Capetown-150406- Nazier Paulsen member of EFF with the EFF supporters building up the 1st shack to built on private land between Swartklip road and Mew way where Khayelitsha resident and EFF western Cape leaders invaded a private land in TR section in Khayelitsha.Picture by BHEKI RADEBE
Capetown-150406- Nazier Paulsen member of EFF with the EFF supporters building up the 1st shack to built on private land between Swartklip road and Mew way where Khayelitsha resident and EFF western Cape leaders invaded a private land in TR section in Khayelitsha.Picture by BHEKI RADEBE

City slams Khayelitsha land invasion

By Sandiso.phaliso Time of article published Apr 7, 2015

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Sandiso Phaliso

HUNDREDS of informal settlement residents and people living in backyards have invaded land adjacent to Nolungile train station in Khayelitsha.

Police and city officials looked on as people came in numbers and marked out plots where they intended to build their houses.

The city has condemned the invasion and urged residents to report land invasions to the police and the city’s Anti-Land Invasion Unit.

Mayoral committee member for human settlements Benedicta van Minnen said: “The city cannot afford or tolerate land invasions.

“We condemn land invasions and the incitement to invade state or privately owned land in the strongest possible terms.”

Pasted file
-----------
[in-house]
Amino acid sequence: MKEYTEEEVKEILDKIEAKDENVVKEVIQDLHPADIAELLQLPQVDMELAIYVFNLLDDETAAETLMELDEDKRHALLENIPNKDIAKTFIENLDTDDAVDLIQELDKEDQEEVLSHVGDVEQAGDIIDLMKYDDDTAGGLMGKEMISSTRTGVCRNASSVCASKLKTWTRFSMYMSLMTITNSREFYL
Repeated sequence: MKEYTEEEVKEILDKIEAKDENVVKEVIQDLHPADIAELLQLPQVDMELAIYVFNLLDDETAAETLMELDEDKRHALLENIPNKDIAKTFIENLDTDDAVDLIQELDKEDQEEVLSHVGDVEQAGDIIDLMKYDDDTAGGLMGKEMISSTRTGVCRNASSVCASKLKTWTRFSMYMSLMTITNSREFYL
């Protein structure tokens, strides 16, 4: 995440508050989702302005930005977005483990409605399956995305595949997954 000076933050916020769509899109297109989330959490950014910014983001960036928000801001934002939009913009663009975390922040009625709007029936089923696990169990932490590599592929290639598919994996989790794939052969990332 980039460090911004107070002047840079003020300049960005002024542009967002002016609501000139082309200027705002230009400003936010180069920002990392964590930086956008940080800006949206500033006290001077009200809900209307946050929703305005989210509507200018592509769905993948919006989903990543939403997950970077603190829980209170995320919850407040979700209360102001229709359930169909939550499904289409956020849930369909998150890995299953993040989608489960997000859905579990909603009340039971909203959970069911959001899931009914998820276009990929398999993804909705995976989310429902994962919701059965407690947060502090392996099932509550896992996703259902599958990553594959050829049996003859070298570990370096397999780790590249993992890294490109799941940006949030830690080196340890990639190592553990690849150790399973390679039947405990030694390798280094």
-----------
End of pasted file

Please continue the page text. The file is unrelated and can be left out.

Van Minnen said the land belonged to arms manufacturer Denel.

She blamed the EFF and Ses’khona Rights Movement group for the land occupation.

EFF MP Bernard Joseph and the party’s provincial spokesman Nazier Paulsen were both at the site and encouraged the invasion.

At one stage, Paulsen could be seen helping a man build his shack.

EFF T-shirts were distributed at the site.

Backyarder Sizakhele Ntonganto, 30, said he had invaded the land because many other people had done the same.

According to him, it was too expensive to rent space in a backyard.

“This new place that I can now call home is a fresh start for me,” he said, adding that if police destroyed his building material, he would invade the land again until they stopped.

“We have seen pieces of land being invaded in many parts of the province and numerous attempts by law enforcement to stop these needy people have not proved fruitful,” Ntonganto said.

He repeated that living with his wife and two children while he earned a “very low wage” meant renting as a backyarder was “beyond my means, I cannot afford it”.

He said he intended to build a three-bedroomed structure for his family on the plot he had marked out during the land occupation.

“The government must leave us alone,” Ntonganto said.

Paulsen said: “The land belongs to the people and the EFF supports these people to build houses here.”

The challenge, he said, was for the government to service the area with water, sanitation and electricity.

“If they want to remove the people from this land, they must provide alternative land. So what is the use of moving people from empty land and taking them to empty land? Pointless.”

Ses’khona Rights Movement spokesperson Sithembele Majova rejected Van Minnen’s accusation as “baseless”.

Ses’khona was not going to hide behind a mask if it was involved, Majova said.

“They must leave Ses’khona alone and deal with the EFF as Ses’khona is blamed for everything that goes wrong in this province,” said Majova.

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